Breaking Ground 100 - Disability Arts Access in Rural Tennessee: A program of Friends Life Community

by Waverly Ann Harris, Executive Director, Friends Life Community
a group of adults with and without disabilities standing behind a table with art supplies posing for a photo
Group photo of seven DAART participants from Carroll County, two Teaching Artists, Sarah Edwards and Candace Gooch, and two volunteers, Arianna Whaley and Sel Montgomery

Walking in for the first time must have been scary. As a 26-year-old with autism, it was not facing the unknown that took courage. It was facing the expected rejection that often happens in new places with new people. Similar experiences had often led to bullying, being asked to leave, and embarrassment. However, there are limited opportunities in rural Tennessee for individuals with intellectual disabilities to find community and belonging outside the school system. When John’s family learned about a new program for young adults with disabilities to access arts in Carroll County, they decided it was worth the risks.

Within minutes of arriving, John’s shoulders began to relax and his eyes got brighter. A smile spread across his face. This was his first time participating in a performing arts class, yet he seemed to come alive. He spoke up clearly and was able to express himself to others.  He experienced belonging through acceptance and connection with peers.

John was one of 12 participants in Disability Arts Access in Rural Tennessee (DAART), a program where people with intellectual or developmental disabilities (I/DD) meet every month and learn to express and advocate for themselves. Through different arts activities, they connect with themselves, their peers, and the larger community through the common language of art.

DAART is a program of Friends Life Community, in partnership with the Dixie Performing Arts Center in Huntingdon, Tennessee. It brings unique opportunities to adults with disabilities and helps them grow through the arts. Huntingdon is in rural Carroll County where, like many rural counties, there are few services after high school.

This effort began in 2018, led by Carroll County native Sarah Edwards, now performing arts specialist at Friends Life Community. It features partnerships with 10 local teaching artists, and has trained more than 50 volunteers from Bethel College. The volunteers ensure that more people in Carroll County are able to include individuals with disabilities into current and future arts programs.

“DAART has been the most important and impactful thing I have done in my professional career,” said Sarah Edwards. “The Dixie Performing Arts Center changed my life when I was growing up in Carroll County. It gave me a voice and a place to belong. Now, to have the opportunity to facilitate the creative process with individuals who have never participated in arts classes before is a true honor. To see their own excitement when they feel heard and seen, sometimes for the first time, continues to inspire me in this field that I love and believe in.”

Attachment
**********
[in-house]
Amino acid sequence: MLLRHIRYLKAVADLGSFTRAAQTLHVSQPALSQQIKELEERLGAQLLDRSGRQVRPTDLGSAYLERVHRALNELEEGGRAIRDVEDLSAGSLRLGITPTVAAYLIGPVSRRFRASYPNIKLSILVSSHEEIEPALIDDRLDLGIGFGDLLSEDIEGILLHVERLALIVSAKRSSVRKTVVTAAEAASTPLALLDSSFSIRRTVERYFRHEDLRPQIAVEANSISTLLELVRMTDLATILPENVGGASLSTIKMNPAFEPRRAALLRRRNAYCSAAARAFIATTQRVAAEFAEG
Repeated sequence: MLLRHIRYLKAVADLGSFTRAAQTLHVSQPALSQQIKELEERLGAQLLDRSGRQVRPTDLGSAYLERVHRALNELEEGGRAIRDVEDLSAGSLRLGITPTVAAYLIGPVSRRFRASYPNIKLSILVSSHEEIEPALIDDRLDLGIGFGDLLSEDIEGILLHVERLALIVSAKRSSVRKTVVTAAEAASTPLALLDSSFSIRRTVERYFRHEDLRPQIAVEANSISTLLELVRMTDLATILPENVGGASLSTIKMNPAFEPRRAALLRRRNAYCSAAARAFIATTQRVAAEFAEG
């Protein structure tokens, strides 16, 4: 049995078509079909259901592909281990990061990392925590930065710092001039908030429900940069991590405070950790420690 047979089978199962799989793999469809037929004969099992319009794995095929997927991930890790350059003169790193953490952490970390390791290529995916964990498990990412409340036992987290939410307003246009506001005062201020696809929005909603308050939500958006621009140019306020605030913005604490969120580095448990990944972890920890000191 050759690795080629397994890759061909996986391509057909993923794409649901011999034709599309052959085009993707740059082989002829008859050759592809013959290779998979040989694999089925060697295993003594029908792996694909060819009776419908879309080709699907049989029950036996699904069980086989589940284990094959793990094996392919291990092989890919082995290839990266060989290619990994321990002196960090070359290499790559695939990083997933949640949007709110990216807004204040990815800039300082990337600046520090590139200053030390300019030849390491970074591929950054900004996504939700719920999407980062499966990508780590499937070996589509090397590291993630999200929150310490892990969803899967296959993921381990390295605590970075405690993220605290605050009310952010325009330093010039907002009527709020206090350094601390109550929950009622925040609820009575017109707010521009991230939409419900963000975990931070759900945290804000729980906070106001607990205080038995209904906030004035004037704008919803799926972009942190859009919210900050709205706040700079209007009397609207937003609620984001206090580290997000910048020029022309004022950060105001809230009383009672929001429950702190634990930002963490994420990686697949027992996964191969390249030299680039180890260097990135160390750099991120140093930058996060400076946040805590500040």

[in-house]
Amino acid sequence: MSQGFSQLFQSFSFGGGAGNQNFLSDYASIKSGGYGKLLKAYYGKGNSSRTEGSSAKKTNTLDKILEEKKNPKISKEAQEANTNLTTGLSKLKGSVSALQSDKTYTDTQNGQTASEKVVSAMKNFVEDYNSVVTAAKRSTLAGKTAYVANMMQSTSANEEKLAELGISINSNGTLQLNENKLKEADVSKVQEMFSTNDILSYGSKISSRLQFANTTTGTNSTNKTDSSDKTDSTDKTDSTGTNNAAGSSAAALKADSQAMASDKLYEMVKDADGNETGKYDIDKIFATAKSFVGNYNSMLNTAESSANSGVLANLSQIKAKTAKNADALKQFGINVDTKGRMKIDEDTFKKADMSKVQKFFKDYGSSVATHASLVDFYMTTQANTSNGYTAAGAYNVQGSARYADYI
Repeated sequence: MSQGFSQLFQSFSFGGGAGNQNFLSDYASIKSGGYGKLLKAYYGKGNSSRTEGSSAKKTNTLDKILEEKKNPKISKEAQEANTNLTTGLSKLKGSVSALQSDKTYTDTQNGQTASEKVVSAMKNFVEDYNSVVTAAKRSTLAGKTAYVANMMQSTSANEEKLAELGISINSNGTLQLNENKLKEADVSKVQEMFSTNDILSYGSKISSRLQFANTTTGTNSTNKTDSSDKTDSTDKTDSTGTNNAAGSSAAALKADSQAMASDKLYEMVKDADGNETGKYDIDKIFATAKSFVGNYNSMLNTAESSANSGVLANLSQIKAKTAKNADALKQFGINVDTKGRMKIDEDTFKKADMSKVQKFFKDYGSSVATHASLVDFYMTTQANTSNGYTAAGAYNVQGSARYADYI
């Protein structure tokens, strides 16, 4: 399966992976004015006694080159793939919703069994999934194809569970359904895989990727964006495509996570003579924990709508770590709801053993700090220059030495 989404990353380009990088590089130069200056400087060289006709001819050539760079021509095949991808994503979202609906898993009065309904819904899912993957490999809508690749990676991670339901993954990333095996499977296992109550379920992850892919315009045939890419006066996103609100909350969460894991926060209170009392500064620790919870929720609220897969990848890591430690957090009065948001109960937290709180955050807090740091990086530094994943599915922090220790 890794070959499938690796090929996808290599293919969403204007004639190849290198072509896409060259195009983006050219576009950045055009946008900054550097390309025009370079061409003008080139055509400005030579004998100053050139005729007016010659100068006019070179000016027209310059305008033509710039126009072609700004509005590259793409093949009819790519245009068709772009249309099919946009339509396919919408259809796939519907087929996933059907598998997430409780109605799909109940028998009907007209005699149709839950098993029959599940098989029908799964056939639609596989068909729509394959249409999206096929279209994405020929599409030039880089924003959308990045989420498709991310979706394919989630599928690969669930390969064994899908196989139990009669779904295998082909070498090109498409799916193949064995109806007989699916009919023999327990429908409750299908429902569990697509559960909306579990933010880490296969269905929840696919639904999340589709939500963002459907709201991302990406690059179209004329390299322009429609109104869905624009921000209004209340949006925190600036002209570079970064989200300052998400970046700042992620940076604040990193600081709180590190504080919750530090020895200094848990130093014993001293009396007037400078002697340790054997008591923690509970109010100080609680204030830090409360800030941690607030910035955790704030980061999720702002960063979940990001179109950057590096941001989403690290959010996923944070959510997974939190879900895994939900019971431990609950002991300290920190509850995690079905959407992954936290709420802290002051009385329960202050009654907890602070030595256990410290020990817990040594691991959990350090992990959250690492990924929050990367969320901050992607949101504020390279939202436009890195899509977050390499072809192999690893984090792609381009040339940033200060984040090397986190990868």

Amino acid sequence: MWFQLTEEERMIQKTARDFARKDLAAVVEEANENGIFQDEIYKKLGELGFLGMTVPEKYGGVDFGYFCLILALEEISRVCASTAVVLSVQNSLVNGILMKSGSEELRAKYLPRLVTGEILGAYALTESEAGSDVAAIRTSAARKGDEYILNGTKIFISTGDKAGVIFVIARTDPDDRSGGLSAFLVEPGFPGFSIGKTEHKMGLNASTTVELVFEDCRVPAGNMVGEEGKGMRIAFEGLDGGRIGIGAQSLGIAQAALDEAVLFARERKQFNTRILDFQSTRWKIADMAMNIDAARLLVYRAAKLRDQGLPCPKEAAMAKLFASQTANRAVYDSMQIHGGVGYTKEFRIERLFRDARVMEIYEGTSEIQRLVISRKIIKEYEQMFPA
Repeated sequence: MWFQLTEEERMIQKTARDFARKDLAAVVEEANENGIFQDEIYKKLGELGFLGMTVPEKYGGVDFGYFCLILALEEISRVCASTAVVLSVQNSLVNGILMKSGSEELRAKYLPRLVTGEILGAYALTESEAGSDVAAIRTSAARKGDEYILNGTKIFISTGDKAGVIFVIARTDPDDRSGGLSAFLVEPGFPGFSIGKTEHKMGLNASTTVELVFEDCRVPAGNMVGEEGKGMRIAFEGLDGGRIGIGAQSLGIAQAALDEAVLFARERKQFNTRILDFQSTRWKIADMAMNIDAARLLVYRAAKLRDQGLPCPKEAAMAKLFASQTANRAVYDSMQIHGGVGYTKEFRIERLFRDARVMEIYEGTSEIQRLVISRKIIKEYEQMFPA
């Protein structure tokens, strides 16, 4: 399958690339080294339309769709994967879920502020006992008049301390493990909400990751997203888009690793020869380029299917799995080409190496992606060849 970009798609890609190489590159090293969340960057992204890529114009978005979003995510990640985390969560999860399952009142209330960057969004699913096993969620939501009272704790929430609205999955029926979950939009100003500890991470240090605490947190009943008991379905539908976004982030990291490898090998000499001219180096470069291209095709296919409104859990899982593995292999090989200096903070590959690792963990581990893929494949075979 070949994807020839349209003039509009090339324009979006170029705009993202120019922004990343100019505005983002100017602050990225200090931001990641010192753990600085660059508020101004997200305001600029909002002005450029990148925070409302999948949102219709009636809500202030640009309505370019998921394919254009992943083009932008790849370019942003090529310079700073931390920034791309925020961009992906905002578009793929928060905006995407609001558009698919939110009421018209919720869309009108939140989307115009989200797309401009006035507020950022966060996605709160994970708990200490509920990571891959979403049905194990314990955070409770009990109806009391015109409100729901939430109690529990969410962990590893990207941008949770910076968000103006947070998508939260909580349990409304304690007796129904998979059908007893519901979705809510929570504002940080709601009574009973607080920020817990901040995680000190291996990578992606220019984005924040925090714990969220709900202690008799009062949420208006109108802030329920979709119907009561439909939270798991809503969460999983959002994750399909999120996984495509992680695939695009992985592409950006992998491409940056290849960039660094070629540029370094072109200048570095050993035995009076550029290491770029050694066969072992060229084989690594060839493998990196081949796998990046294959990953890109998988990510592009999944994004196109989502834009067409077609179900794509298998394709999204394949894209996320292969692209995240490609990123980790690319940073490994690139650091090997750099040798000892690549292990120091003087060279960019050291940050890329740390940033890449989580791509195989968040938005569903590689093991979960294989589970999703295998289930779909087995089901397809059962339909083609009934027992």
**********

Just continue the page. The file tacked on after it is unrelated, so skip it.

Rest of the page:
Developing art skills is not often on the list of priorities for young adults with disabilities. Of the 12 participants in DAART, only two had been in an art class before. Most young adults complete high school and transition programs with a focus on employment in the community. Yet many adults with disabilities age out of the school system lacking the basic skills required for inclusive employment, like confidence, self-expression, and self-advocacy.

For individuals with disabilities to participate in community-based activities and employment, leaders in the community must create opportunities for people with I/DD to flourish. Participation in the arts is a powerful way to break through barriers and create connections between people that go deeper than verbal communication and surface understanding.

Through DAART, participants learned 10 different types of art, including poetry, dance, songwriting, design, and pottery, all led by local teaching artists.  Classes met once a month, working toward a community showcase in May. Each teaching artist was trained by Friends Life Community to help the participants experience the art form being presented, and to develop skills that will lead to greater self-advocacy. Through this experience, the teaching artists and the participants gained a better understanding of each other, resulting, we hope, in opportunities that are more inclusive in the future. 

Program Expansion: Advocacy Through the Arts

This program is expanding! The Council began an Advocacy Through the Arts grant with Friends Life Community in November. The grant provides funds to offer art classes for Tennesseans with I/DD – including continuing DAART in Carroll County – and then share the art on a statewide self-advocacy tour. Be on the lookout for more information in the coming year about an event near you!

For more information about Friends Life Community’s programming, DAART/Advocacy Through the Arts, or how to increase advocacy through the arts in your own community, please reach out to us at or call 615-730-9370.